Before we go much further let’s go through the Japanese number system, starting with 1-10.
Note that the pronunciations for “four” and “seven” can change, although the pronunciations in bold in the table are the most commonly used.
The numbering system in Japanese is “mathematical” in the sense that you talk in terms of multiples and additions. For the “teens” we talk in terms of addition only. For example, to say 13 you just say “10 3” (10 + 3).
Beyond 19 we start talking in terms of multiples and additions. For example, to say 28 we say “2 10 8” (2 x 10 + 8). Using this logic we can get all the way to 99. A few examples:
|43||(4 x 10) + 3||よん・じゅう・さん|
|67||(6 x 10) + 7||ろく・じゅう・なな|
|96||(9 x 10) + 6||きゅう・じゅう・ろく|
Now you might be thinking 100 is simply “10 10”, but this would quickly get cumbersome as the numbers got larger. Instead additional words to signify larger milestone numbers are used.
The logical, however, does not change. 229 is “2 100 2 10 9”.
229 = (2 x 100) + (2 x 10) + 9
2,488 = (2 x 1,000) + (4 x 100) + (8 x 10) + 8
As you can see from the hiragana in bold in the table below, the readings can change depending on the combination. This is true for 100 and 1,000 multiples of 1, 3, 6, and 8.
As a general rule (not only applicable for numbers), when joining two kanji results in the following combinations a bridging っ replaces the last syllable of the preceding kanji, and sometimes a dakuten or handakuten is added to the first syllable of the succeeding character.
- う + は
- つ + し
- ち + ひ
- く + か
- く + こ
- ん + a-ending syllable (only dakuten or handakuten added)
Take the word “school”, for example. Individually, the two kanji that make up the word for school have the following readings:
|学 = がく|
|校 = こう|
But when put together the reading becomes:
学校 = がっこう
Indeed, this is actually a lot easier to pronounce (try repeating がくこう at any speed).
This bridging っ is called a sokuon (促音) and the process of changing the pronunciation of the following syllable is called rendaku (連濁). The rules for the rendaku are somewhat complex such that beginners are better off making themselves aware of the basic rules above and picking up the exceptions along the way.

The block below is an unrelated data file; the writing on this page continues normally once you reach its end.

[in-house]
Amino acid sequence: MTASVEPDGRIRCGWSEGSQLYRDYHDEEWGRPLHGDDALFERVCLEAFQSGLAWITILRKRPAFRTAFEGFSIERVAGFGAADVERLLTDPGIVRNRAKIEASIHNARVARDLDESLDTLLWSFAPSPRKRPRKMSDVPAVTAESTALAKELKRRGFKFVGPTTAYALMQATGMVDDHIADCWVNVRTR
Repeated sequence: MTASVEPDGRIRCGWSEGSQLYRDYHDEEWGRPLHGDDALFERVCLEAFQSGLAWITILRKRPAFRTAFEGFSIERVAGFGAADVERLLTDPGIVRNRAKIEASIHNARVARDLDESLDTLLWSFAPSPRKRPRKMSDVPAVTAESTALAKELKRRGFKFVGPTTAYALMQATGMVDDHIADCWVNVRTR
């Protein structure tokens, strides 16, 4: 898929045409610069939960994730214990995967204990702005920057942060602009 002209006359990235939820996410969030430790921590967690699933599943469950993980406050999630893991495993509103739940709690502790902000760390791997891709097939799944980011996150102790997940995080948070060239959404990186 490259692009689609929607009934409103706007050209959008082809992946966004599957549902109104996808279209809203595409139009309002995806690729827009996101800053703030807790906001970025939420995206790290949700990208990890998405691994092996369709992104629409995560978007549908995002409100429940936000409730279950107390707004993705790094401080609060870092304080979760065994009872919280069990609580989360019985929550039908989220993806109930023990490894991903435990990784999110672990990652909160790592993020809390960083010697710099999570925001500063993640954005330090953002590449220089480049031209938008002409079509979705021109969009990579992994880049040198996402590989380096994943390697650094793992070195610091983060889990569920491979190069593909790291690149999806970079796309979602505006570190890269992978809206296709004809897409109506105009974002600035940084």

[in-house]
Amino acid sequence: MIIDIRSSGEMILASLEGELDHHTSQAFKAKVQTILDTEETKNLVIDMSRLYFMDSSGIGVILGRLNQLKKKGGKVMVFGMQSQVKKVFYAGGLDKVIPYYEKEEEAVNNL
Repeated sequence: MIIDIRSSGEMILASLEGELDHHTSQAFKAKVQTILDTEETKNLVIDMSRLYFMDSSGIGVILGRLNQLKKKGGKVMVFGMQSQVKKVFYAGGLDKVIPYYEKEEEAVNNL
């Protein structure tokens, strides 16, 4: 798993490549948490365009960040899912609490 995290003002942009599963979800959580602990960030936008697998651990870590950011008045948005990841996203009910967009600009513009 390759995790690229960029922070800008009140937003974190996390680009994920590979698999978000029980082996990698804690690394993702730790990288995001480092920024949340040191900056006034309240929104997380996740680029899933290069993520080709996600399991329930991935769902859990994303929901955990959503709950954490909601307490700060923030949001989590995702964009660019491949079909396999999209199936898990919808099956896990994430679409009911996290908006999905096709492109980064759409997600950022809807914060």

Back to our number system. Beyond 9,999 things start to change. The logical of multiples and additions still applies—the issue is that different numerical groupings are used. In Japanese there is no specific word for “million” or “billion”; instead you count things in terms of tens of thousands and one-hundred millions. Whenever I’m weighing up the cost of bigger things (televisions, flights, hotels, etc.) I think of the price in terms how many tens of thousands of yen in exactly the same way as if I was back in the UK I would think about the price of car in terms of thousands of pounds. You will come across the counter for 10,000 (万, man) every day in Japan, and after a while you’ll be so used to it that if someone tells you (in English) that something costs ¥110,000 you’ll find yourself converting that back into the Japanese way of counting (¥11,0000 in your head).
Admittedly, at first at least, this is a bit confusing because as English speakers we instinctively want to say “10 1,000” for 10,000. So following this Japanese logic, the number 689,614 breaks down as follows.
689,614 = (68 x 10,000) + (9 x 1,000) + (6 x 100) + 10 + 4
It may help to move the comma one place to the left when thinking about larger numbers, e.g. 689,614 = 68,9614.